Research shows that those who repeatedly drink and drive compared to those who do not engage in such behavior actually know DWI laws better, but are poorer planners (i.e., in planning a transportation alternative), lack self-control, and are more impulsive with much higher temporal discounting rates,11 preferring short-term rewards over bigger, long-term rewards (Sloan et al., 2014). Because those who drive while impaired by alcohol have difficulty improving their behavior, a productive approach would be to implement policies and interventions that make the transportation and drinking environments safer. Furthermore, these insights suggest that stringent policies are needed to counter the impulsivity and lack of self-control especially among DWI offenders. Finally, the high personal discount rates among those who drive while impaired by alcohol
11 The rate at which individuals discount future costs and benefits.
suggest swiftness of punishment and increasing the perceived chances of getting caught are critical to deterrence. Accelerating progress to reduce alcohol-impaired driving fatalities thus will require a system designed to accommodate the shortfalls in decision making by those who drive while impaired by alcohol.
With these ideas and the conceptual model in mind, the committee recognizes the need for an overarching philosophy and process for improvement, tailored to local environments and involving a range of stakeholders motivated by a common goal to reduce alcohol-impaired driving fatalities.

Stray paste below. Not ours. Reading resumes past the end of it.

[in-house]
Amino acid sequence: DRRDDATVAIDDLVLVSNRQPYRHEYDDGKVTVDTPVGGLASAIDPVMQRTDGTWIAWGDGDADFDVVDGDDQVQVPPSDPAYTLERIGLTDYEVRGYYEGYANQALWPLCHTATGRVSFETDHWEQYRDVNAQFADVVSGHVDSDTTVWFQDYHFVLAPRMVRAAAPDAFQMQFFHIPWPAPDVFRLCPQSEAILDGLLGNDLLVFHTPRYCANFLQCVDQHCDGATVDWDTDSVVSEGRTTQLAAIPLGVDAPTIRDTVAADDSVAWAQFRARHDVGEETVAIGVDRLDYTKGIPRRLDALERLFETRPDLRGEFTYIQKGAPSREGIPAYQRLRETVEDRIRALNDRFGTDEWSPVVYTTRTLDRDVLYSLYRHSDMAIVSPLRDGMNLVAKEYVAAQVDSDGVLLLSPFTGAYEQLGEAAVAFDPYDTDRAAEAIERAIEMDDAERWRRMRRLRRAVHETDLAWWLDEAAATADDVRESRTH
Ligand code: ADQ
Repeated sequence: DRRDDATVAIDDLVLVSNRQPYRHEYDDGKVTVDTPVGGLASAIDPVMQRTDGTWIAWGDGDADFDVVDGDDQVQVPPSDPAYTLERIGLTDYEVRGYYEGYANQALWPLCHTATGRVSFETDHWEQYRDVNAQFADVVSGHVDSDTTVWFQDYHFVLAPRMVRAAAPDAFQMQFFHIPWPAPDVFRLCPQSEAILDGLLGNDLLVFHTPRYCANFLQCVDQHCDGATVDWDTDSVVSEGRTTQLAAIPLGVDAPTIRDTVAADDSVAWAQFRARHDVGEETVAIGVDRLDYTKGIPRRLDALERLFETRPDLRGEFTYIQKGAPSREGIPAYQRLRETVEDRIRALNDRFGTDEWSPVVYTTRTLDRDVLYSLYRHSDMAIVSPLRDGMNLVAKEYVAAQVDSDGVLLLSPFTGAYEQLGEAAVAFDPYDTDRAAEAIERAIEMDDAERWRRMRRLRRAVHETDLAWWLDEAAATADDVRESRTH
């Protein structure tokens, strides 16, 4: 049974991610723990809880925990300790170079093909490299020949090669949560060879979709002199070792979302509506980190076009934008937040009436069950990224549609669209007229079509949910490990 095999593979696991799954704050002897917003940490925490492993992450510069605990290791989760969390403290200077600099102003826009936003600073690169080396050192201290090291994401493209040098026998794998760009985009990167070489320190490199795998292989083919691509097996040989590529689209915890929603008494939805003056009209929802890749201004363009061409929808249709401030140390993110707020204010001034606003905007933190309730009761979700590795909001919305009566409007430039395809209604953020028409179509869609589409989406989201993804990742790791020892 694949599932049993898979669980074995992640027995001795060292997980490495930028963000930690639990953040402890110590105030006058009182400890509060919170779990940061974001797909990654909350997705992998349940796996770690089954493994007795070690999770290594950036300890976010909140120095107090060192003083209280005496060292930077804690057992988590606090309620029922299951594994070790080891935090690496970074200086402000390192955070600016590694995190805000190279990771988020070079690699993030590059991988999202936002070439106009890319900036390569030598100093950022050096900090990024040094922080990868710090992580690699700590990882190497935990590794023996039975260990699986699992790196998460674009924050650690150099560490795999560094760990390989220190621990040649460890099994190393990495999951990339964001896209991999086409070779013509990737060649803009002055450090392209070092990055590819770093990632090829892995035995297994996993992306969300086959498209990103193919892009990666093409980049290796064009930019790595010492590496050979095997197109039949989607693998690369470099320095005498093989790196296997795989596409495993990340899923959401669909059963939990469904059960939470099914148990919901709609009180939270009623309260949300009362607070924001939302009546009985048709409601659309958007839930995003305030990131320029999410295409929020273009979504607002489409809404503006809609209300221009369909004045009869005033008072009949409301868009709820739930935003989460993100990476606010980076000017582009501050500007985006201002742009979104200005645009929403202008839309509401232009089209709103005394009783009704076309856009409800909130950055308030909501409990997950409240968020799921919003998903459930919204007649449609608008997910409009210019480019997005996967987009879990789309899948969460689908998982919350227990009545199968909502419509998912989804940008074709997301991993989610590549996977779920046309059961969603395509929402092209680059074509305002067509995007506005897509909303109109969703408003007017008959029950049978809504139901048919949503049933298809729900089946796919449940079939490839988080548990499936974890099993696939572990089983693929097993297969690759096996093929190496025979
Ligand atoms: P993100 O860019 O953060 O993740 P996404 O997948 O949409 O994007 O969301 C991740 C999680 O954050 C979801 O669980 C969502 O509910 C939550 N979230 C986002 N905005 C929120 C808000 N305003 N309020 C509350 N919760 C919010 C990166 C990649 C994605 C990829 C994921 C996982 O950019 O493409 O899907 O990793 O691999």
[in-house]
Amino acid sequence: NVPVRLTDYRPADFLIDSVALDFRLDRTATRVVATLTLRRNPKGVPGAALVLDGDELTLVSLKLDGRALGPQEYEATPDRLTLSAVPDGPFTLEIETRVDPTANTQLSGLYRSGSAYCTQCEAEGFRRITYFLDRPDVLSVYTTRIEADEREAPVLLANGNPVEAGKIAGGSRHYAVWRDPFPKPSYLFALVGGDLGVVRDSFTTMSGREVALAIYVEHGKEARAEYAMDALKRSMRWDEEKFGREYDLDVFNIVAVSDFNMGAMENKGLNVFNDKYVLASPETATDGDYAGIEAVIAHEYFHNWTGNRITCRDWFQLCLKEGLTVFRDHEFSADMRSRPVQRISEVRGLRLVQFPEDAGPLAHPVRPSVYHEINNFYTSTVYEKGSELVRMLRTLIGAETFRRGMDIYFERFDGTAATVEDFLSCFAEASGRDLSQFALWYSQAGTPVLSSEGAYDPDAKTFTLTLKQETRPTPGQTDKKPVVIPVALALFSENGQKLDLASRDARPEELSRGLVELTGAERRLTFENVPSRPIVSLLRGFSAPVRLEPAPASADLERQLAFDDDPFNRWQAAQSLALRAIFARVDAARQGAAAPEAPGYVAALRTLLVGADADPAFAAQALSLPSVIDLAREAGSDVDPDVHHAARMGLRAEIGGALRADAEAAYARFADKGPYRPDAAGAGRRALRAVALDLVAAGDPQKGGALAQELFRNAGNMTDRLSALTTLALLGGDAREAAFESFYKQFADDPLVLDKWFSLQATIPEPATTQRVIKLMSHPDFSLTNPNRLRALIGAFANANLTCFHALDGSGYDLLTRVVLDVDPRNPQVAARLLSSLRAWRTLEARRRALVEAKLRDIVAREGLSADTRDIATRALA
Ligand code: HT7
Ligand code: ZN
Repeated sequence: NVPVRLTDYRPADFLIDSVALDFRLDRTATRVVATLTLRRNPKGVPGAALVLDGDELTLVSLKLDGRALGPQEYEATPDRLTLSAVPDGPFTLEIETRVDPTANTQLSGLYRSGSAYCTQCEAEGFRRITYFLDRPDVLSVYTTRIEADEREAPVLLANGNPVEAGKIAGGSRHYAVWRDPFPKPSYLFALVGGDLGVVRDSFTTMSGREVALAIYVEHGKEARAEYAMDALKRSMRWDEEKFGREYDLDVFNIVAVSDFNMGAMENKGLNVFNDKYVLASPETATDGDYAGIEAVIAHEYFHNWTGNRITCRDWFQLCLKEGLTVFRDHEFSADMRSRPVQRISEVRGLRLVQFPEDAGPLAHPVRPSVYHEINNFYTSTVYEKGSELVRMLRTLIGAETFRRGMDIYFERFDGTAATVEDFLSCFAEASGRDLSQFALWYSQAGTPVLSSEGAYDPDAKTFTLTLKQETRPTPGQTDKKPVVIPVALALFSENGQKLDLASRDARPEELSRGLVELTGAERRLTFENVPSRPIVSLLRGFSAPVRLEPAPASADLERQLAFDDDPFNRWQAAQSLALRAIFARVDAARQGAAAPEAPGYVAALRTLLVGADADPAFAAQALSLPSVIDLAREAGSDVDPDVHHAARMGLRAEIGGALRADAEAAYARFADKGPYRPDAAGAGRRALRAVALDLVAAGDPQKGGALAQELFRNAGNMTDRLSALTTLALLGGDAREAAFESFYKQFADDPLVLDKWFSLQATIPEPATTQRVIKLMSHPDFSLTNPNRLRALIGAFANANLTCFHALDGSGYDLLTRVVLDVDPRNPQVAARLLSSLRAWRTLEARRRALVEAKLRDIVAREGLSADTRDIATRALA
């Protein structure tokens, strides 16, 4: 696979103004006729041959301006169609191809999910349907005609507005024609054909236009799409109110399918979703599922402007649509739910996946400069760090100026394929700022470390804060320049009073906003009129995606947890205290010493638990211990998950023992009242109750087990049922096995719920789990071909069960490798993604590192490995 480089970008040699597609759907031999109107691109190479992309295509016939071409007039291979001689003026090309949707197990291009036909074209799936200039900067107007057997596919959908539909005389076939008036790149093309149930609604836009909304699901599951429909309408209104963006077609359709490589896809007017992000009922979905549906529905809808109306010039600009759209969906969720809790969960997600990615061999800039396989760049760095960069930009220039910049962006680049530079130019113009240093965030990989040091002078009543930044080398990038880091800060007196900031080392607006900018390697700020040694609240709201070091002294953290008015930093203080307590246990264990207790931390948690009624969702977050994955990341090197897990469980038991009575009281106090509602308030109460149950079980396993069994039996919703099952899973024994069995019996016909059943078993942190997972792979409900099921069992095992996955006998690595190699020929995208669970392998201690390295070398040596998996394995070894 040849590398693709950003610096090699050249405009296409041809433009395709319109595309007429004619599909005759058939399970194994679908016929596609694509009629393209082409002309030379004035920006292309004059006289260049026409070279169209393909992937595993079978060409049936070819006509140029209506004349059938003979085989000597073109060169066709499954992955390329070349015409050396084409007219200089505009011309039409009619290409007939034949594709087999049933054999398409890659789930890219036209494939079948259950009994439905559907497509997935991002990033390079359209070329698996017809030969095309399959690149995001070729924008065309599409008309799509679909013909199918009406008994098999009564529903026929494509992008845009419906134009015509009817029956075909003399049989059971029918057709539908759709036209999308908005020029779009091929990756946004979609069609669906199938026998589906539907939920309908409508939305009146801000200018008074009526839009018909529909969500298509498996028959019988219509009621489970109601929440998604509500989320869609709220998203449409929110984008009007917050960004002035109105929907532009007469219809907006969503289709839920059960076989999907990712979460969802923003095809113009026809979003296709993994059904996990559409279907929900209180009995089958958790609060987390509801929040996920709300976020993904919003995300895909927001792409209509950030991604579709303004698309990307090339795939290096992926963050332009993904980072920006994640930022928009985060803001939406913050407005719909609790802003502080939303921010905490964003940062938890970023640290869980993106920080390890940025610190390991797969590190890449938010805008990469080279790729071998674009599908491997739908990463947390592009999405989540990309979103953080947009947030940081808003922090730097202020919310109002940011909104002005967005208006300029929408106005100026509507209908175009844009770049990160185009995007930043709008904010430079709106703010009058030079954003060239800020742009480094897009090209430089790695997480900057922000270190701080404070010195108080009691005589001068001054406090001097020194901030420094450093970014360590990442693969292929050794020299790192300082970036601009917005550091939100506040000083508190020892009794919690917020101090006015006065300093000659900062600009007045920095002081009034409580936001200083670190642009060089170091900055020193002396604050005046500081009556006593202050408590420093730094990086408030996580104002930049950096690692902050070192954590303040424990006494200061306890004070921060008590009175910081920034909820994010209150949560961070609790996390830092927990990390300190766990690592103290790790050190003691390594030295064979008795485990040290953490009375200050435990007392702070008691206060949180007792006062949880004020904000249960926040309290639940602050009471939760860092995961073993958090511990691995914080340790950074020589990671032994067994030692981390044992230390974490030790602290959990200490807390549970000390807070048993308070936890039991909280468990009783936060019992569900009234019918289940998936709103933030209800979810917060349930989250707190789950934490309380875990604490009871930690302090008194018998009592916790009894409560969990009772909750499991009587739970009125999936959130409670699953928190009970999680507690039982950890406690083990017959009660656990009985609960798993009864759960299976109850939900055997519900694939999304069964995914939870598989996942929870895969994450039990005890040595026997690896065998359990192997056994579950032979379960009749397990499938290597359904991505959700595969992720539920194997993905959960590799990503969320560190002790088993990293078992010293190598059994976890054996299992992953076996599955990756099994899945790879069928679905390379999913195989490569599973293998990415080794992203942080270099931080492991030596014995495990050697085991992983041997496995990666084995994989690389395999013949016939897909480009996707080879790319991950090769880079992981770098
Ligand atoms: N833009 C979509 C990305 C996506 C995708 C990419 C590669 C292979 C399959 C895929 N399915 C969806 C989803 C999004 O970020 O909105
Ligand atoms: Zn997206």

NHTSA (the sponsor of this report), the Federal Motor Carrier Safety Administration (FMCSA), the Federal Highway Administration (FHWA), and the National Safety Council launched the Road to Zero coalition in 2016 with the bold goal to end all traffic fatalities within 30 years (NHTSA, 2016). With more than 360 partners nationwide, the coalition has pledged to focus on evidence-based strategies to reduce traffic fatalities, such as the use of seat belts, rumble strips, behavior change campaigns, and data-driven enforcement (NHTSA, 2016; NSC, 2017). The Road to Zero expands the discussion to include not only representatives of roadway, behavioral, and vehicle safety, but also nonprofit groups, public health officials, and technology companies—dozens of organizations working together to develop a coordinated approach (NSC, 2017). While the Road to Zero effort acknowledges that zero deaths is a “lofty” goal, it notes that it is attainable because traffic fatalities are preventable and no traffic fatality is acceptable; a future with zero traffic deaths is more certain than ever with the emergence of self-driving cars and the Safe Systems transportation approach; and a coordinated effort that brings together multiple stakeholders with the same goal can achieve more than individual organizations working independently.
The Road to Zero is consistent with Vision Zero—a philosophical approach to road safety that was crafted in the 1990s and adopted in Sweden in 1997 (see Box 1-3). Vision Zero, as a unifying philosophy, has expanded to the United States and other countries. While originally focused on road builders and design, Vision Zero continues to have an increasing breadth of participants. Its principal aim is to eliminate all serious traffic injuries and fatalities (Rosencrantz et al., 2007). Described as “audacious,” “bold” (Aboelata et al., 2017), and “radical” (Belin et al., 2012), this innovative approach transformed the traditional approach of
transportation design, in which the road builders simply expected road users to use the road as designed, and instead shifts responsibility to the transportation system and road designers to prevent injury and death. This brings in new stakeholders and creates innovative partnerships. Everyone has a role and an opportunity to contribute to the shared goals. Vision Zero is a starting point that can be expanded to address alcohol-impaired driving. Therefore, each alcohol-impaired driving fatality could be thought of as a system failure and understanding the reason for that failure facilitates interventions to prevent recurrence. Vision Zero continues to expand and has been adopted by more than two dozen U.S. cities.